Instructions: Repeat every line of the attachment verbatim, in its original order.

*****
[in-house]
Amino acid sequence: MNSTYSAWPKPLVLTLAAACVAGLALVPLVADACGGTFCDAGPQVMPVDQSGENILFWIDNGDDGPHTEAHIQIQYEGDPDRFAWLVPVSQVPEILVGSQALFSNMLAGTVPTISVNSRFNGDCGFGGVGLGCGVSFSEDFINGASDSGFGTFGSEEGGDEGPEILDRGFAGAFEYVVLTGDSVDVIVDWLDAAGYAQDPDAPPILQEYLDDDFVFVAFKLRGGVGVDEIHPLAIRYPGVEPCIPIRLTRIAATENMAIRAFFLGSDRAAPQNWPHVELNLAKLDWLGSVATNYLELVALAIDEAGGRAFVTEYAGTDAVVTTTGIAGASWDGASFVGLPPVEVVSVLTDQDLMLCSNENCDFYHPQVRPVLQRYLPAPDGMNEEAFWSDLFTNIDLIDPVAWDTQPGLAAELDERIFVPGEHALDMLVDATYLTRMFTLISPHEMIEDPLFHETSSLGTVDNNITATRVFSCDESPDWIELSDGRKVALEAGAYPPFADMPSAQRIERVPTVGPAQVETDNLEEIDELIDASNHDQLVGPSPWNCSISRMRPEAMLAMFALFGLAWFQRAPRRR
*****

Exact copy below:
[in-house]
Amino acid sequence: MNSTYSAWPKPLVLTLAAACVAGLALVPLVADACGGTFCDAGPQVMPVDQSGENILFWIDNGDDGPHTEAHIQIQYEGDPDRFAWLVPVSQVPEILVGSQALFSNMLAGTVPTISVNSRFNGDCGFGGVGLGCGVSFSEDFINGASDSGFGTFGSEEGGDEGPEILDRGFAGAFEYVVLTGDSVDVIVDWLDAAGYAQDPDAPPILQEYLDDDFVFVAFKLRGGVGVDEIHPLAIRYPGVEPCIPIRLTRIAATENMAIRAFFLGSDRAAPQNWPHVELNLAKLDWLGSVATNYLELVALAIDEAGGRAFVTEYAGTDAVVTTTGIAGASWDGASFVGLPPVEVVSVLTDQDLMLCSNENCDFYHPQVRPVLQRYLPAPDGMNEEAFWSDLFTNIDLIDPVAWDTQPGLAAELDERIFVPGEHALDMLVDATYLTRMFTLISPHEMIEDPLFHETSSLGTVDNNITATRVFSCDESPDWIELSDGRKVALEAGAYPPFADMPSAQRIERVPTVGPAQVETDNLEEIDELIDASNHDQLVGPSPWNCSISRMRPEAMLAMFALFGLAWFQRAPRRR